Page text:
Opening statements in Nixzmary Brown trial

Stepfather is on trial for her brutal murder
January 16, 2008 4:40:23 PM PST
A battered 7-year-old who was tied to a chair, forced to use a cat-litter box and punished by being held under cold water died in a "prison" of "systematic torture and abuse," a prosecutor said Wednesday at the opening of her stepfather's murder trial. The death two years ago of Nixzmary Brown shocked the city, hastened child welfare reforms and made her name synonymous with child abuse.

"It was inevitable her life would end the way it did: battered and beaten, left alone on the floor, moaning until she could no longer hold onto life," Assistant District Attorney Ama Dwimoh told jurors.

Dwimoh told jurors that Cesar Rodriguez, 29, beat his stepdaughter and dunked her in cold water after accusing her of stealing a cup of yogurt.

Before that, Nixzmary was confined to a room with dirty mattresses, a broken radiator, an old wooden school chair with a rope, and the litter box.

The victim was "routinely tied to the chair. She was repeatedly beaten with a belt and fists - his fists," Dwimoh said, pointing to the defendant.

"That little girl had no choice but to defecate in that litter box. ... That was her prison the defendant created for her."

Rodriguez's lawyer, Jeffrey Schwartz, said it was the girl's mother, Nixzaliz Santiago, who killed her. She faces a separate trial later this year.

Schwartz said that his client was an overworked but loving family man, that Santiago was "deeply, deeply disturbed," and that the little girl herself was a troublemaker. He said the girl bullied her siblings, ages 6 months to 9 years, by cutting, hitting and throwing things at them, and even took their food.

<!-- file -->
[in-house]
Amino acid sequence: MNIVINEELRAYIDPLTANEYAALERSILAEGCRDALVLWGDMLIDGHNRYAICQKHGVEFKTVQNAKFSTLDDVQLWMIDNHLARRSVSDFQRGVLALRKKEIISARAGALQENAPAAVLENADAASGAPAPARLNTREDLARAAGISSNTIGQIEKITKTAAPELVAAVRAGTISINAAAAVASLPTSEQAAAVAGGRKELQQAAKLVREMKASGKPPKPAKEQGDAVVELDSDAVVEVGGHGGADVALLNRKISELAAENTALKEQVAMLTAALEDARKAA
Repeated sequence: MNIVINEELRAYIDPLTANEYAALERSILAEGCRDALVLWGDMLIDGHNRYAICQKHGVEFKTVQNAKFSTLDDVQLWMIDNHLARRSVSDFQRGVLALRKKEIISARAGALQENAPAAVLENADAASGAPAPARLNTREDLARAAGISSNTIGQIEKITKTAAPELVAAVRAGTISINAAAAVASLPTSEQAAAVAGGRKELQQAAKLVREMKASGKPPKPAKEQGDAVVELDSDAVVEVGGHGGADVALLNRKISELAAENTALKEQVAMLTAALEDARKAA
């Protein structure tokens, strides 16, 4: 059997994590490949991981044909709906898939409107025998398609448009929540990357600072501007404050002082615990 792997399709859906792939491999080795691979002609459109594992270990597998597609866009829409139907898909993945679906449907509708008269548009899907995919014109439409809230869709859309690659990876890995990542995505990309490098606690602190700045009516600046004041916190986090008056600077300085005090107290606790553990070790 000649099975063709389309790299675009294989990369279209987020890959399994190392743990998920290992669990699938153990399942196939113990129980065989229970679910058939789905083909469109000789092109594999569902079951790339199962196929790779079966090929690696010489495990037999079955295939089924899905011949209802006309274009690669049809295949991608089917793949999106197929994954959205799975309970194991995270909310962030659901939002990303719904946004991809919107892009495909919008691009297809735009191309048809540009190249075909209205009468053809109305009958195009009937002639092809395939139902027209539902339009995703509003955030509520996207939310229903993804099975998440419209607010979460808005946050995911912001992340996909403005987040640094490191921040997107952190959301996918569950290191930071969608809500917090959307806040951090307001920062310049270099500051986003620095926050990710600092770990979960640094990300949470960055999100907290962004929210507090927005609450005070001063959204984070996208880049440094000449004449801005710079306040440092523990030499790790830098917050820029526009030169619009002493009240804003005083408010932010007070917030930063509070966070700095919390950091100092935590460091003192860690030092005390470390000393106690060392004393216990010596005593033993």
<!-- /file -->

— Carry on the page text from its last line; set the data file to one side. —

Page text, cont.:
The lawyer told the jury that his client responded by tying the girl up, beating her with a belt and - on the night of her death - throwing her in a cold shower, just as his own father had disciplined him.

"But he didn't do it with the intent to hurt Nixzmary Brown," Schwartz said. "He didn't do it to kill Nixzmary Brown."

Investigators say they believe that Rodriguez hit the girl's head on a faucet, causing the fatal injury. Schwartz, however, said that "'Mommy Dearest' took over" and delivered the fatal blow after the shower incident.

Schwartz has sought to blame Santiago for fostering an environment of abuse, and the overburdened city Administration for Children's Services for doing too little to stop it.

During jury selection, Schwartz signaled he also plans to explore the dilemma of how best to discipline children.

Schwartz said outside court Wednesday that his client is guilty only of being "a strict disciplinarian" and reiterated claims that the mother was responsible. Once the jury hears the defense case, he said, "It's going to become very clear who the monster is here."

There had been warning signs for years before Nixzmary died on Jan. 1, 2006, from a blow to the head. School employees had reported that she had been absent for weeks the previous year. Neighbors noticed unexplained injuries and noted she appeared underfed and small for her age. Child welfare workers had been alerted twice but said they found no conclusive evidence of abuse.

The case, coupled with a series of high-profile deaths of children known to child welfare workers, sparked public demands for reform. City officials and lawmakers responded by bolstering the corps of caseworkers and drafting legislation to give life in prison without parole to parents who cause the death of a child under 14 through abuse.

Authorities say evidence against Rodriguez includes photos of the victim and the family's three-bedroom apartment, as well as videotape of the defendant casting blame on the malnourished girl, who weighed 45 pounds at the time of her death. He faces 25 years to life in prison if convicted.

Rodriguez admitted on video that he restrained the girl "by putting duct tape on her hand and tying her to a chair."

On Nixzmary's final night, he said, she enraged him by stealing yogurt and trashing computer equipment.